wishes of the people. So if we follow Kant’s theories and more away from
Bentham, then we would begin to look at the common good as more of an element
of law rather than central to law itself. According to Utilitarians, the common
good is morality, and therefore the common good should be law, whereas Kant
takes a more complex view of morality and thereby removes the immediate jump
from common will to legislation. In a large number of cases in practice, the
common good will inevitably have a very strong influence on legislation as
morality always influences law making. The real difference between the two is
the extent and more specifically the necessity of the common good in law
making.

Mill also dealt with a
significant criticism of using the pleasure principle as a moral compass which
was the somewhat circular element of Hedonism. If pleasure is all that governs
us then essentially all we are interested in is the self and not the common
good. Mill decided that it is possible to completely dismiss the Hedonistic
argument by saying that Utilitarianism is interested in the common good, the
greatest happiness, and so if an individual values their own pleasure as
greater than another’s then they are justified in being ignored. Of course, you
could argue he is contradicting himself here, as he has just stated that some
pleasures are greater than others.

The common good then is
necessarily intertwined with law, like a pilot in a ship. Whilst they are
certainly distinct things, their influence on each other is certain. Laws made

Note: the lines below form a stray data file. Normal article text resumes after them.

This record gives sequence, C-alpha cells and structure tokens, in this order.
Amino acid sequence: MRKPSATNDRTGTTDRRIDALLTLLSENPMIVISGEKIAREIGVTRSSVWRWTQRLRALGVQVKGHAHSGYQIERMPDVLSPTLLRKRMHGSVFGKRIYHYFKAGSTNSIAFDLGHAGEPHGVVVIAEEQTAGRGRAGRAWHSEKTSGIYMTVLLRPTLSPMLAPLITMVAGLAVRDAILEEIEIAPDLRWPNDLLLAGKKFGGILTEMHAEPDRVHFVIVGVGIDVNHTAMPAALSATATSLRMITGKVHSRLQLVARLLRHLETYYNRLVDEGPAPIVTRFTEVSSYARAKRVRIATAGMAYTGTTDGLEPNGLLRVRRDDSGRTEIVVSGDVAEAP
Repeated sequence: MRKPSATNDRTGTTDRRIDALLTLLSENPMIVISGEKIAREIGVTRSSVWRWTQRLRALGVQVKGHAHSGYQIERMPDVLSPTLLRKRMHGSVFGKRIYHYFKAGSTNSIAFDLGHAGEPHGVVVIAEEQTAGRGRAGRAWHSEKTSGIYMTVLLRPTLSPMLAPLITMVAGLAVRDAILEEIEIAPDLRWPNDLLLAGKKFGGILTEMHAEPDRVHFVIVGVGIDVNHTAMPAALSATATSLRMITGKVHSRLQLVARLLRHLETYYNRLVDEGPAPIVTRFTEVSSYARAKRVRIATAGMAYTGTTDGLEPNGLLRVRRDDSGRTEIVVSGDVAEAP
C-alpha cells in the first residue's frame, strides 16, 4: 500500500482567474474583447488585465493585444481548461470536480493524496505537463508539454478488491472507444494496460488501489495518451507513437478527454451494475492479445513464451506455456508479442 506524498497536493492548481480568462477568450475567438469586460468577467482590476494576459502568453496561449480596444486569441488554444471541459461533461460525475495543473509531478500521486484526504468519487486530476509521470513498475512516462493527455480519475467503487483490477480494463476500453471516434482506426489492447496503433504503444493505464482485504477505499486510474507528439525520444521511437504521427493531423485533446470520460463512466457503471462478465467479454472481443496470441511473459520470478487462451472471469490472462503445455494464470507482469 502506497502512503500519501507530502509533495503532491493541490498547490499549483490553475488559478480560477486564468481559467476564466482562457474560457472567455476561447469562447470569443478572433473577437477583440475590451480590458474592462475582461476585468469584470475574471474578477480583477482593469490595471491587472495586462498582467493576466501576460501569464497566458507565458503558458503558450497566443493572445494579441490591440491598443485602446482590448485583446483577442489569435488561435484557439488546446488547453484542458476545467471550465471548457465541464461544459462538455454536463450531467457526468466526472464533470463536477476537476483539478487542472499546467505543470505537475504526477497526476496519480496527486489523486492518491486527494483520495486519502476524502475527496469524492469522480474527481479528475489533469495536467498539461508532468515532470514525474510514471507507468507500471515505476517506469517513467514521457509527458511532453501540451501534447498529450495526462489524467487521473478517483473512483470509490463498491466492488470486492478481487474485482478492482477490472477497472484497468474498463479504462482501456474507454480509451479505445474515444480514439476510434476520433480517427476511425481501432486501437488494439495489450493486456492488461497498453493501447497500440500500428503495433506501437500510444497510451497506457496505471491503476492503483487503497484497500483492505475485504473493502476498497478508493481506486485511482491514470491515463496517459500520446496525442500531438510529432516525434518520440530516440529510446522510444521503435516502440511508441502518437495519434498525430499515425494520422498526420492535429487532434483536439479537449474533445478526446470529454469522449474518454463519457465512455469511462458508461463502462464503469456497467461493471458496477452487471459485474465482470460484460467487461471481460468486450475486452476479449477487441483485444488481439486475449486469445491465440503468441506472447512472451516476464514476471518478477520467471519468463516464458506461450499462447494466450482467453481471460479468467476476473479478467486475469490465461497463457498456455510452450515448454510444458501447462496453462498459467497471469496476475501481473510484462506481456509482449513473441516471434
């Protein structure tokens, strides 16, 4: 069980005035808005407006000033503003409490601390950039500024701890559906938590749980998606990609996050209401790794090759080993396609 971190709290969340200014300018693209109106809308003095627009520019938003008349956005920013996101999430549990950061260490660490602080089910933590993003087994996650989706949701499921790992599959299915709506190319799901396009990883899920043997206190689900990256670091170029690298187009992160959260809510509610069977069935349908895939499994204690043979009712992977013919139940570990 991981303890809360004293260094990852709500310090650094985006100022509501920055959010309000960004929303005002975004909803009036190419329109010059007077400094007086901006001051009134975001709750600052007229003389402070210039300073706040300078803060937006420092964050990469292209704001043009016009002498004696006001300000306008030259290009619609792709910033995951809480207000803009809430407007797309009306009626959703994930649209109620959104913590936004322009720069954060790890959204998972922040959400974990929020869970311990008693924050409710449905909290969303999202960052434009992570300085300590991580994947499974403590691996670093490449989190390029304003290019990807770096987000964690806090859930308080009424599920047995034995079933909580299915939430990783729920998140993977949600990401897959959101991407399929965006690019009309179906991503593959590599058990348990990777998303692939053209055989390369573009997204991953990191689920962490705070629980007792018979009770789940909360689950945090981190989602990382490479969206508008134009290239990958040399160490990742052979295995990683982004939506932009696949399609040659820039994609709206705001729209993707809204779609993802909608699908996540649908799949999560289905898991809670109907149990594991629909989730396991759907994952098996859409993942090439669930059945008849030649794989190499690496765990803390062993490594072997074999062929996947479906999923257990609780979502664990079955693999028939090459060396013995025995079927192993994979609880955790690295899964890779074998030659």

without the common good in mind, or contrary to the common good will most often
be ignored or even actively resisted. It is this passive influence on law
making that the common good will always have, particularly in a democracy.

Pulling all of this together, it is always depends on the features of
the society to strike out a complete structural theory which concurrent with
the contemporary law, as the society is to be ever developing and changing,
just like the law. The law seems one sided and does not favor every individual
in the community but we cannot afford to please everyone and it is long
accepted that “the majority rules” so that there is no anarchy by the minority.
This is what the law is about and thus, there is no real equality.

Now as far as human
rights go, I will focus on the rights of prisoners and disabled people, since
these are the greatest subjects of debate in society. The most important characteristics of rights are universality. Human
rights should apply regardless of who a person is, where a person is born or
the jurisdiction within which he/she wishes to exercise them.

Human rights and their implementation, practice and protection are a
benchmark of a truly developed, civilized and democratic society. In a
democracy people enjoy the maximum number of human rights. But rights and
duties go together. The human rights have their corresponding human duties.
They are two aspects of a same coin. Human rights pre-suppose a rule of law
where all the citizens follow a code of conduct and behavior for the good of
all irrespective of caste, creed, religion, sex, social status, region etc. It
is the sense of duty, tolerance, mutual participation that lends meaning and
sense to the rights. Rights have their existence on the principle of live and
let live.

For example, my right to speech and expression involves my duty to all
others to enjoy the same of freedom of speech and expression. Human rights and
human duties are inextricably inter-linked and interdependent. My rights become
maintained between the two. Whenever there is an imbalance, there is violence
of human rights leading to disturbance and chaos. Rights cannot survive without
their corresponding obligations and duties.

As for disabled people, I believe them to be an important part of our
society, and should be treated and respected as everyone else, given that adaptability
is a fundamental part of our evolution and survival. Our ability as a species
to be group-minded, altruistic and willing to care for our members less able to